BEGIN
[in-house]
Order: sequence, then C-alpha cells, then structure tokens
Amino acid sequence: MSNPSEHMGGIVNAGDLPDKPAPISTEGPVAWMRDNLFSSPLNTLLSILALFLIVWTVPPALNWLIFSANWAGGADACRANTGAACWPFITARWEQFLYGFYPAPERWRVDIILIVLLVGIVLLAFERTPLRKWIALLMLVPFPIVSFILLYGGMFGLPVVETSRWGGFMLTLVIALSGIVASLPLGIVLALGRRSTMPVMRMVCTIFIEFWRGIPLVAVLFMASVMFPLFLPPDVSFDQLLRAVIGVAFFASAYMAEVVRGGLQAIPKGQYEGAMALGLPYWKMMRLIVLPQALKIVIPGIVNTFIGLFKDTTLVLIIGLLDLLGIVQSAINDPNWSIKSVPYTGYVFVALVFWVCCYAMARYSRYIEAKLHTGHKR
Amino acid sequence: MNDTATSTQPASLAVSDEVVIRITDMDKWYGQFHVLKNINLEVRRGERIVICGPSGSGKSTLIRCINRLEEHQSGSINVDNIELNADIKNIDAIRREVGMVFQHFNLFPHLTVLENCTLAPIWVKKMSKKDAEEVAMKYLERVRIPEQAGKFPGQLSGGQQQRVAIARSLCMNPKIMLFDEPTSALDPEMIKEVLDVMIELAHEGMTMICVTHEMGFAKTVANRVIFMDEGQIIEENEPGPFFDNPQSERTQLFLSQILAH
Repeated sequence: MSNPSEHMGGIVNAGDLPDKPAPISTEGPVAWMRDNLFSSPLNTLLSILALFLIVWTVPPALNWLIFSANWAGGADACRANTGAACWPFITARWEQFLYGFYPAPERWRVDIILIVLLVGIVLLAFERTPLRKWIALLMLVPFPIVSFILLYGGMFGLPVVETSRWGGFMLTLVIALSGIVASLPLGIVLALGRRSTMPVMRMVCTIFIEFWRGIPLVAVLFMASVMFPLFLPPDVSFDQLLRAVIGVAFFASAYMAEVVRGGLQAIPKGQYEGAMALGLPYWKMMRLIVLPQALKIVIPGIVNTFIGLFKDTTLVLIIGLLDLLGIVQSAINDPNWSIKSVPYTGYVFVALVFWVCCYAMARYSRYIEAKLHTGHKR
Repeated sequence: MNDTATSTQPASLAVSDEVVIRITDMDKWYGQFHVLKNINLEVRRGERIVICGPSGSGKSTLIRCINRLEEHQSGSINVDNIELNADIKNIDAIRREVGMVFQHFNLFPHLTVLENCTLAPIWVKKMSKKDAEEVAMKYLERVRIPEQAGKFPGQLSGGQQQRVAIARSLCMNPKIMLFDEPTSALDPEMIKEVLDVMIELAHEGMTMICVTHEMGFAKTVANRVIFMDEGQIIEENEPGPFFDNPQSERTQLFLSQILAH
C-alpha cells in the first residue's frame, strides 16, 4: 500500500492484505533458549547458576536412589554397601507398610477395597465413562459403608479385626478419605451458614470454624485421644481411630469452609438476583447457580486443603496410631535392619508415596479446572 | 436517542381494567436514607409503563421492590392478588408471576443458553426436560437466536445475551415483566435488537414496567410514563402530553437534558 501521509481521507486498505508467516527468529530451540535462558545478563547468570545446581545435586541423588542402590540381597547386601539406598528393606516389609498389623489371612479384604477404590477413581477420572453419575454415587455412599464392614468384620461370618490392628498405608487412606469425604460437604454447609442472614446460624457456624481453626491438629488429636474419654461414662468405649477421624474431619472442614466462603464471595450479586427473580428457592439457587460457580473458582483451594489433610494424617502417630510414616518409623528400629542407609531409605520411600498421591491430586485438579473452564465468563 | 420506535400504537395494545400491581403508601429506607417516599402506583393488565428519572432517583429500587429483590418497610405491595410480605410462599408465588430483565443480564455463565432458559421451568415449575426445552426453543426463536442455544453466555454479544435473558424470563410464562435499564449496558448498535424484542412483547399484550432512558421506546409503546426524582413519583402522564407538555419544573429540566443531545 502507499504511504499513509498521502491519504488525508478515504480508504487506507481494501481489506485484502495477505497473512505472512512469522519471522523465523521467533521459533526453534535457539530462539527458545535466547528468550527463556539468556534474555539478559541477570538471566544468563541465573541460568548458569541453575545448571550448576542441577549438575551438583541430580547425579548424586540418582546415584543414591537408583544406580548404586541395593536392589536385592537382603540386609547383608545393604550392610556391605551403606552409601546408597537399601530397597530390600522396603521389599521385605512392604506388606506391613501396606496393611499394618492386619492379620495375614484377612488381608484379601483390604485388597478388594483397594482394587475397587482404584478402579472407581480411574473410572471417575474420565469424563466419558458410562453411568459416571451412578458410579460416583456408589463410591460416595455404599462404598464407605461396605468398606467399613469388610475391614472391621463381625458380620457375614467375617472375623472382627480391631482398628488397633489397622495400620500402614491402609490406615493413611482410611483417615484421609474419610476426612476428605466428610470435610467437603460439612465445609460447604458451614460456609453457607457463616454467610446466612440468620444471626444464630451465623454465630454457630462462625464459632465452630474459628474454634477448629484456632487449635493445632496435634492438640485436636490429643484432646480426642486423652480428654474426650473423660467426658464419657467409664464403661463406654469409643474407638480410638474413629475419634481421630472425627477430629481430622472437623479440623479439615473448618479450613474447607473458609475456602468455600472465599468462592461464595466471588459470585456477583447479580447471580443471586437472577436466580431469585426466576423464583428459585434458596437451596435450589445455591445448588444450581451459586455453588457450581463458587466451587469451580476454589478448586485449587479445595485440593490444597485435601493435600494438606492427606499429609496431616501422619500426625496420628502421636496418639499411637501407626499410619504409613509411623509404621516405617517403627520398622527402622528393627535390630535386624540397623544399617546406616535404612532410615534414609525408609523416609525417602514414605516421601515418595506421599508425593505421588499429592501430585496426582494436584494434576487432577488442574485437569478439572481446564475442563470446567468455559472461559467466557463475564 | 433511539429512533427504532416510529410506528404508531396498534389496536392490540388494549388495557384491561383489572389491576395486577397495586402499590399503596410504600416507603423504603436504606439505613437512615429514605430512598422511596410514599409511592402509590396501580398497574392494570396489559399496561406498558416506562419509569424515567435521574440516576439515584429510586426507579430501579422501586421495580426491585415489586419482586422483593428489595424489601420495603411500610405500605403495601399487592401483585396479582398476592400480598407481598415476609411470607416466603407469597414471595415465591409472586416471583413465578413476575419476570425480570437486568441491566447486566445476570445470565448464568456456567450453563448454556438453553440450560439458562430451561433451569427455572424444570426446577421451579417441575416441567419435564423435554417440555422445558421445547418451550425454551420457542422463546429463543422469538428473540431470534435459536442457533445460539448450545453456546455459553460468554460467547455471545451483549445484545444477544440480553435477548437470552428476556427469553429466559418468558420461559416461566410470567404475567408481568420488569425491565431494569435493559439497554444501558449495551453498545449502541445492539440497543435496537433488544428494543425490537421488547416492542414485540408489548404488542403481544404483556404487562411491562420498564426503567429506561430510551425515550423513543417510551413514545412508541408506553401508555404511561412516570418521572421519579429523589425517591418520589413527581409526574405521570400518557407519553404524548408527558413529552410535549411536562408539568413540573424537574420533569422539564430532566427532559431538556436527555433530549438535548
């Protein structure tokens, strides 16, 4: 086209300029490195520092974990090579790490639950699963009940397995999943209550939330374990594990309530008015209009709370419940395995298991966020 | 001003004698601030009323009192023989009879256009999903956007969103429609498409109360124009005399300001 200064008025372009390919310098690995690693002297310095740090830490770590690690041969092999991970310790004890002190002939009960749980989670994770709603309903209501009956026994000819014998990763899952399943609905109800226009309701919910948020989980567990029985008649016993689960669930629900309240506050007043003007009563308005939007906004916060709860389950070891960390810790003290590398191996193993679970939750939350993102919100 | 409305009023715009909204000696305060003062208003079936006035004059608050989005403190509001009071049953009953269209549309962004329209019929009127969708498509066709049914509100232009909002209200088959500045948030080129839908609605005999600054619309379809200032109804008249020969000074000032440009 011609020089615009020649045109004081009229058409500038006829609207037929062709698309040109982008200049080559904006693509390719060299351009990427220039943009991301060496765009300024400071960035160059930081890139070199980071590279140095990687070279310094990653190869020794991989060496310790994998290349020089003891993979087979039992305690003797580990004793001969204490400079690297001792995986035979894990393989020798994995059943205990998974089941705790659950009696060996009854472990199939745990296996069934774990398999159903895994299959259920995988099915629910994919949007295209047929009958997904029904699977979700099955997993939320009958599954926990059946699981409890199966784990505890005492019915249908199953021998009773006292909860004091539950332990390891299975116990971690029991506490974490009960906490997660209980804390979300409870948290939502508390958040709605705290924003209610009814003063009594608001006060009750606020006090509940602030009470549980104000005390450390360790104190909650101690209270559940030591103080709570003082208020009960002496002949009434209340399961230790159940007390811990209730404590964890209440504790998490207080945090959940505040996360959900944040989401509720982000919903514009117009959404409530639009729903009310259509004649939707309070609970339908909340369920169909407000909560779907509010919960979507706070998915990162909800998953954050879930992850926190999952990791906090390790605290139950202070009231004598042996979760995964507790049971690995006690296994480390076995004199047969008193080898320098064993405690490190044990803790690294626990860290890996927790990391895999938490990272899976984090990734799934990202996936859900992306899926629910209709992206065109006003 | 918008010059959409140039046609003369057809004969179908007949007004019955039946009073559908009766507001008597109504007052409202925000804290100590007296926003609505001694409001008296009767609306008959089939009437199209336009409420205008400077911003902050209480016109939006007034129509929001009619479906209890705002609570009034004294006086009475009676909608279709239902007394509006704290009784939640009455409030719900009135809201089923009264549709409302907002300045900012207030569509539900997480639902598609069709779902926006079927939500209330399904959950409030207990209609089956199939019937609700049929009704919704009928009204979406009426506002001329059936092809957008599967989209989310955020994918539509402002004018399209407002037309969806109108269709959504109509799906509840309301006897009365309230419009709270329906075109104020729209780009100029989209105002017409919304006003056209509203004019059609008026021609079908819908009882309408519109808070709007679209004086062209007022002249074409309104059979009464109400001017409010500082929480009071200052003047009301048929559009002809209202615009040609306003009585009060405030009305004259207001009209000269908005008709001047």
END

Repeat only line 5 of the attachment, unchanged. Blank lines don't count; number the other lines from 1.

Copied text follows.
Repeated sequence: MSNPSEHMGGIVNAGDLPDKPAPISTEGPVAWMRDNLFSSPLNTLLSILALFLIVWTVPPALNWLIFSANWAGGADACRANTGAACWPFITARWEQFLYGFYPAPERWRVDIILIVLLVGIVLLAFERTPLRKWIALLMLVPFPIVSFILLYGGMFGLPVVETSRWGGFMLTLVIALSGIVASLPLGIVLALGRRSTMPVMRMVCTIFIEFWRGIPLVAVLFMASVMFPLFLPPDVSFDQLLRAVIGVAFFASAYMAEVVRGGLQAIPKGQYEGAMALGLPYWKMMRLIVLPQALKIVIPGIVNTFIGLFKDTTLVLIIGLLDLLGIVQSAINDPNWSIKSVPYTGYVFVALVFWVCCYAMARYSRYIEAKLHTGHKR